Similarly, almost no one arrives at our southern border thinking of themselves as “Latinx.” It’s a shorthand to explain the biases Americans apply to anyone with dark skin, particularly if they come from ‘The Mexican Countries.’ When someone arrives here from a Honduran city, they don’t likely perceive what they have in common with someone from Puerto Rico, Columbia or even another Honduran from an indigenous village. And why should they have any concern at all for the people America singled out exploitation and abuse as “Black.” If anything, they want to distance themselves from that marker and all its associations as quickly as possible, by any means necessary.

We manufacture “Hispanic” or “Latinx” voters out of the machinery of racism that we apply to those people. As with class awareness, it takes time and education for people to recognize that shared experience. It doesn’t always stick. Miami’s anti-Castro Cubans remain determined to be white people. People will always try to become white first rather than go through the painful realization of what America really intends to do with them. Andy Ngo and Nick Fuentes are working hard to make themselves white. What Democrats need to understand is it’s working for them and many others.

As long as you don’t bear the visible physical traits Americans regard as “Black,” America is willing to make a path for you to whiteness. The more visibly distant one’s appearance from Northern Europeans, the more hurdles one must overcome, but the barriers aren’t impermeable. After all, like “Black” or “Hispanic,” whiteness is itself a fluid social construct. Once upon a time, the Irish were visibly non-white. So were Italians and Poles and others. Demonstrate whiteness as a performance for long enough, while proving your loathing of Blacks, and whiteness might grow to include you.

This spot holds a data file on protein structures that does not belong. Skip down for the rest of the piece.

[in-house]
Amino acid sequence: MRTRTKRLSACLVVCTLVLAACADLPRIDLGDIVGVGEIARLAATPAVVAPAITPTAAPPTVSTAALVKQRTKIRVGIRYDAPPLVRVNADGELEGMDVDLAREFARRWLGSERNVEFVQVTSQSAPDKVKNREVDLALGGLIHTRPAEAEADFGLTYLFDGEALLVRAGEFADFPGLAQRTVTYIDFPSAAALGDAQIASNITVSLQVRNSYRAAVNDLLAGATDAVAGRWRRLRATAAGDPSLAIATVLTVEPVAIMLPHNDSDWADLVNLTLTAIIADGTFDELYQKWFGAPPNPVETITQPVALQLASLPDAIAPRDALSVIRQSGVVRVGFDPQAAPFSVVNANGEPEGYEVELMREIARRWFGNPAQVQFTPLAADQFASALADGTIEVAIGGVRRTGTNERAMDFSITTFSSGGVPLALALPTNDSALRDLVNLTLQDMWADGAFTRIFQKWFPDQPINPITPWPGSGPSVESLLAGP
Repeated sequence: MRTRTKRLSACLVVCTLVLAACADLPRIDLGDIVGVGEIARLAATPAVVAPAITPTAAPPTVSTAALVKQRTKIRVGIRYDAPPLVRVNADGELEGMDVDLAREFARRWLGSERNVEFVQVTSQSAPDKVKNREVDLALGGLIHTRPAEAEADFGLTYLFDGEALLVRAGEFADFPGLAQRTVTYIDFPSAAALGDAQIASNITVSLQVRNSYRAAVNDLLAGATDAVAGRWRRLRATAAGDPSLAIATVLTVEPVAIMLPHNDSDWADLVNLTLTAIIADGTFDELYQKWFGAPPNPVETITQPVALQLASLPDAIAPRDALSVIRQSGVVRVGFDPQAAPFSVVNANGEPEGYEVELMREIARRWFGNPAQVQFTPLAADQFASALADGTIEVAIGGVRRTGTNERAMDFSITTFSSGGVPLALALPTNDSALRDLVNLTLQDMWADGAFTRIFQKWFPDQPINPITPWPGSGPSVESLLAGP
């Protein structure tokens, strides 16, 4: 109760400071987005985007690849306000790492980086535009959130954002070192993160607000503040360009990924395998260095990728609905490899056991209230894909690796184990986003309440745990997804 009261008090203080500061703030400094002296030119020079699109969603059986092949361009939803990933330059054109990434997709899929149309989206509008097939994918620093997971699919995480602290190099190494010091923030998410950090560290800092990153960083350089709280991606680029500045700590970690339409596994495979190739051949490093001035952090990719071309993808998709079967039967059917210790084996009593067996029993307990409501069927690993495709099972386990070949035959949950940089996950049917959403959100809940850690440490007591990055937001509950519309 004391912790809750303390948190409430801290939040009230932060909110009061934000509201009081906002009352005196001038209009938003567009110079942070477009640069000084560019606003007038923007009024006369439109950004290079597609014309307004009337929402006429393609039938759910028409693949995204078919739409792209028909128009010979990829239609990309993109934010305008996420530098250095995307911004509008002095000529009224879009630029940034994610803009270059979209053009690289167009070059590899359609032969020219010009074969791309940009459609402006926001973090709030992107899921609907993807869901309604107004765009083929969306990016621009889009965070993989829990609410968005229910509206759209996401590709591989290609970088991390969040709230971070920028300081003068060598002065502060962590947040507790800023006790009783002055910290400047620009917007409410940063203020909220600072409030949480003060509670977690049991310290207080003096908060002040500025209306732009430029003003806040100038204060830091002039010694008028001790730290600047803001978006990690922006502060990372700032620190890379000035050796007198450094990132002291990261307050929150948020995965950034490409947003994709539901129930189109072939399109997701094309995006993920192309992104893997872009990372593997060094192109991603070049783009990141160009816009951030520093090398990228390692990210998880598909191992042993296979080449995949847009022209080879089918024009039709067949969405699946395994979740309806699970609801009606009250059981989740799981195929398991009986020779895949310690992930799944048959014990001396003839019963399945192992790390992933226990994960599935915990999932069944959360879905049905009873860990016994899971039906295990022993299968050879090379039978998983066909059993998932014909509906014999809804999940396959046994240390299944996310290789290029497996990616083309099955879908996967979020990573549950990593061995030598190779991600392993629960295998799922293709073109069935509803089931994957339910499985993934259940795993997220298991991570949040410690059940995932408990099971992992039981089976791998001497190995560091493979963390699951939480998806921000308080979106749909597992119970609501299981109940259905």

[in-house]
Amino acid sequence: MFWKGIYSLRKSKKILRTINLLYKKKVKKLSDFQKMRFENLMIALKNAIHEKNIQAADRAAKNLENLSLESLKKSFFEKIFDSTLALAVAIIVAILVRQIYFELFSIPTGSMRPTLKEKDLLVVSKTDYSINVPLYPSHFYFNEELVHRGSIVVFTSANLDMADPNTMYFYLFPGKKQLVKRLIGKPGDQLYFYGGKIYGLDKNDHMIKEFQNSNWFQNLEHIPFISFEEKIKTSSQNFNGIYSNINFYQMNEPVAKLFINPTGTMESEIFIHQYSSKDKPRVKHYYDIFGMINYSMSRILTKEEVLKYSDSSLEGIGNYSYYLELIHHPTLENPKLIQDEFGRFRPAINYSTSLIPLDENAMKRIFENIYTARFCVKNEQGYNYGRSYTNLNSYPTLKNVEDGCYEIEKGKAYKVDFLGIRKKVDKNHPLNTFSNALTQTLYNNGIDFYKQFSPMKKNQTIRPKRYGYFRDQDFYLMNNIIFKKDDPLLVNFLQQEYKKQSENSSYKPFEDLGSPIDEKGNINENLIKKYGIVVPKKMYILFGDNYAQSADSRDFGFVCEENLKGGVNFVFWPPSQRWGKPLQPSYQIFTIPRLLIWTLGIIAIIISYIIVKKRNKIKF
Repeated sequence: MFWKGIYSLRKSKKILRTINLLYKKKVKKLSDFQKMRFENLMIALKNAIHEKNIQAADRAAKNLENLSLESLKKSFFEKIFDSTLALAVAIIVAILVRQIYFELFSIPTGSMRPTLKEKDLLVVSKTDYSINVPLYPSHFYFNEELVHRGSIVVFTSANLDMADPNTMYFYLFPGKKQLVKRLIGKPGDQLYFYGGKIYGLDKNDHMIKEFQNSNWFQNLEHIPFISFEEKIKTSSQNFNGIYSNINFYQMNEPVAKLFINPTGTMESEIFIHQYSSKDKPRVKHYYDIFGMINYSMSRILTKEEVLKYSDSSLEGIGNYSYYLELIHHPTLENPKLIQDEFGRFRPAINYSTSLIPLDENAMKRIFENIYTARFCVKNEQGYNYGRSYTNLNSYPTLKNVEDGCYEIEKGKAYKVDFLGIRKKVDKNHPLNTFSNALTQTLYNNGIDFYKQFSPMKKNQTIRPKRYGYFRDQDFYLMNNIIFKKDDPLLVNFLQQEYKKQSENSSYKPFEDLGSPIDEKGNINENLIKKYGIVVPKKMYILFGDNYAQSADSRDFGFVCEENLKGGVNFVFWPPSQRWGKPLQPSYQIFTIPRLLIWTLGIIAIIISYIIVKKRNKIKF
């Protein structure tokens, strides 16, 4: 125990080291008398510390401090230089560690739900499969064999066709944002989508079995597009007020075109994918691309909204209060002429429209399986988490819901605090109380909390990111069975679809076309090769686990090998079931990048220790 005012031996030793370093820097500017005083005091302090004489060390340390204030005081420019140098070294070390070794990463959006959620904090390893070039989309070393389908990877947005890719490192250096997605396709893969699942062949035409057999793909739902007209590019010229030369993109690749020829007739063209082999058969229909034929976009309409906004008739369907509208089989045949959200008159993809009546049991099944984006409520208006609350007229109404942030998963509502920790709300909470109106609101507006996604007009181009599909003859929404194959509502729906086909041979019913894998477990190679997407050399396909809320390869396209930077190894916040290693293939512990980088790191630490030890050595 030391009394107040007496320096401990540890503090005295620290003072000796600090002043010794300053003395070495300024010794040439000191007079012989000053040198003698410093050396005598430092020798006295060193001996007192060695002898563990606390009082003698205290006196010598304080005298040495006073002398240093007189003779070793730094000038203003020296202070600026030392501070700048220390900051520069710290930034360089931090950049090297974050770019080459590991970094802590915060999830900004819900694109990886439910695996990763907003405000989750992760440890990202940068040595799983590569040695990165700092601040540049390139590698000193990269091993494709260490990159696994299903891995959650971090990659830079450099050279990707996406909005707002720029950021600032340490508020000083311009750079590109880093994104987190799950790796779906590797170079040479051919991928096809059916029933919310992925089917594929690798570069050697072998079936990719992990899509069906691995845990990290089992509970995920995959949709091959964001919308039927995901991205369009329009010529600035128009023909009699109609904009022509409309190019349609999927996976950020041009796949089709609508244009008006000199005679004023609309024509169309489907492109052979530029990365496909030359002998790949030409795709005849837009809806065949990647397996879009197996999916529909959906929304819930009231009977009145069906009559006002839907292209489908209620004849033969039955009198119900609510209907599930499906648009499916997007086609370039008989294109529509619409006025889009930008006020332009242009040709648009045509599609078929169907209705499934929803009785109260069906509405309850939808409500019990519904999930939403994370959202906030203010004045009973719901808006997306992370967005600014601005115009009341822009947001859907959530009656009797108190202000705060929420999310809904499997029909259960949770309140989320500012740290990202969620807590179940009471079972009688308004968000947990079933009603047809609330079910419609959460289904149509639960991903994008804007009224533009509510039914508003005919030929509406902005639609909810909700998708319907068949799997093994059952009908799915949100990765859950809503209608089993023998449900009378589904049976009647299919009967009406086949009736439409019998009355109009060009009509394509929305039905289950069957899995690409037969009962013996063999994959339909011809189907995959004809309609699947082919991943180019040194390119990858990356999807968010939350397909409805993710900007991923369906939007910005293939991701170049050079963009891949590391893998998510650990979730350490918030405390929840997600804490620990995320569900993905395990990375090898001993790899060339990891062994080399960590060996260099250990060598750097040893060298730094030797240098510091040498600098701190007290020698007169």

Drop the vowel from the end of your name and simplify your foods. Lose the accent marks and the fourteen silent consonants your name carried across the water. Celebrate Christmas on December 25. Have a hamburger. Adopt clothing, music, manners and entertainment habits that look more like white people than black people. Learn how to use the n-word. From the “Lace-Curtain Irish” to today’s aspiring assimilators, learning to build an identity on the white side of our lethal color line is the true gateway to freedom in America.

Many immigrants have embraced the great pathway to whiteness paved by the Irish – becoming a cop. This year, no one will publish a single poll measuring the Irish vote, which not long ago was a critical, definable “ethnic” bloc. Thousands of Hispanics today join the Border Patrol, avoid speaking Spanish in public, vote Republican, and rise incrementally along the ladder to whiteness.

There’s perhaps no faster conveyer belt to whiteness than embracing evangelical religion and Hispanics are flocking to it, especially in Florida and Texas where the pressure to become white is perhaps highest. White evangelicalism has been crucial to preserving and transmitting white racist ideology for centuries. It remains the strongest predictor of Republican identity. Almost to a person, prominent Hispanic Republicans attend wild, Pentecostal churches or the big round cult of personality churches. Ditching Catholicism and embracing American consumer religion is a powerful gateway to becoming white.